The Soft Side of Technology Transfer: Developing Trust

October 2, 2006
Pharmaceutical Technology, Pharmaceutical Technology-10-02-2006, Volume 30, Issue 10

Whether you advance your technology from concept to commercialization or use a third party for parts or all of this work, the ability to do technology transfer flawlessly is essential to successful, efficient pharmaceutical production.

Whether you advance your technology from concept to commercialization or use a third party for parts or all of this work, the ability to do technology transfer flawlessly is essential to successful, efficient pharmaceutical production.

Jeff Dudley

Technology transfer has two camps: 1) the delivery of technology for a new project to another internal function or to a third-party contract manufacturing organization (CMO) and 2) the receipt of technology from another internal function or a CMO.

And, technology transfer has two key facets. The first, and foremost in our minds, is the science and technology involved in the technology transfer. The other, which sometimes is taken for granted or ignored, is creating working relationships with our partners. Successful technology transfer is greatly improved if both sides are considered equally.

Building trust among partners

Technical capability.Technical capability is either a necessity or an advantage, but it cannot stand alone. Most established CMOs have great technical capability and some claim to have "best in the industry" technologies. In general, technical capability is a great tie-breaker when deciding between two firms.

Building TRUST

Relationship. The relationship is inherently important. CMOs should:

  • Define and care about the partner's success. We often assume we know what our partner considers to be "success," but we rarely ask them or record the definition. Once documented, reconfirming the definition of success on a regular basis is essential.

  • Commit time to partners. How time is spent is a measure of your priorities. Make time for your partners' questions and needs. Ensure they know how much time you are dedicating to their success.

  • Provide time for both sets of experts to meet. Do not filter technical discussions through second- or third-hand explanations. Once the project is underway, provide opportunities for the technical experts from each partner to discuss and explain the technology face-to-face or by other, virtual means.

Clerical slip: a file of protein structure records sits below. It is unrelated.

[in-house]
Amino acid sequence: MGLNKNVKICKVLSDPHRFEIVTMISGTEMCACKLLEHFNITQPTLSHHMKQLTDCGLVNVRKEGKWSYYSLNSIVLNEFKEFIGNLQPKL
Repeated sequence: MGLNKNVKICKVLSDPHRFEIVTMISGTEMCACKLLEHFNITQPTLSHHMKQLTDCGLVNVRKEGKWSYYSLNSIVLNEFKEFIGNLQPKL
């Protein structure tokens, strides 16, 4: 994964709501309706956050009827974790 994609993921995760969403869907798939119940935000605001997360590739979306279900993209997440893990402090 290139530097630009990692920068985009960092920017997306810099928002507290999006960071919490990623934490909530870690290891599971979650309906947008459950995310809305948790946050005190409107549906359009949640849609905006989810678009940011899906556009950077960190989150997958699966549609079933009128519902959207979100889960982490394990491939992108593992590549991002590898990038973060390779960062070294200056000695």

• Make many points of contact. The fatal flaw in a solely technical-based project can be only one point of contact at one level. If that relationship comes to a standstill, no other avenue or recourse can be taken. Multiple levels and points of contact must be nurtured in an organized fashion through project discussion logs or other means.

Understanding. As you develop a relationship with your partner, you can also develop a keen sense of understanding, which is the key to developing a common purpose between you and your partner. As the relationship grows, you will:

  • become part of the partner's success;

  • provide the necessary time to execute their project successfully;

  • allow your technical experts to become their technical experts' partners;

  • record their definition of success and revisit it frequently;

  • make their upper management believe you are like their own employees;

  • listen, ask questions, explore possibilities, and share success.

Success. Understanding breeds success. You cannot develop understanding without technical capability and a relationship. Both partners must describe and revisit the description of success many times. Once that success is defined and redefined, the partner and CMO codepend on each other to achieve success. Mutually working on success as partners allows adversity and difficult situations to be resolved. If there are stumbling blocks, the relationship and technical capability are used to overcome them. Because "success" is mutually described many times, both parties know the instant it is achieved.

Trust. Mutual success builds trust, and understanding moves to a new level. Your partner continues to more fully explore your technical capability and become more comfortable with the relationship. When the partner has a manufacturing need, they come to you first. Trust leads to further discovery and development of technical capability and the relationship. Your partner will want to work with you and trust you with their success.

Jeff Dudley is the business operations director of Dowpharma and Dow Ventures, jrdudley@dow.com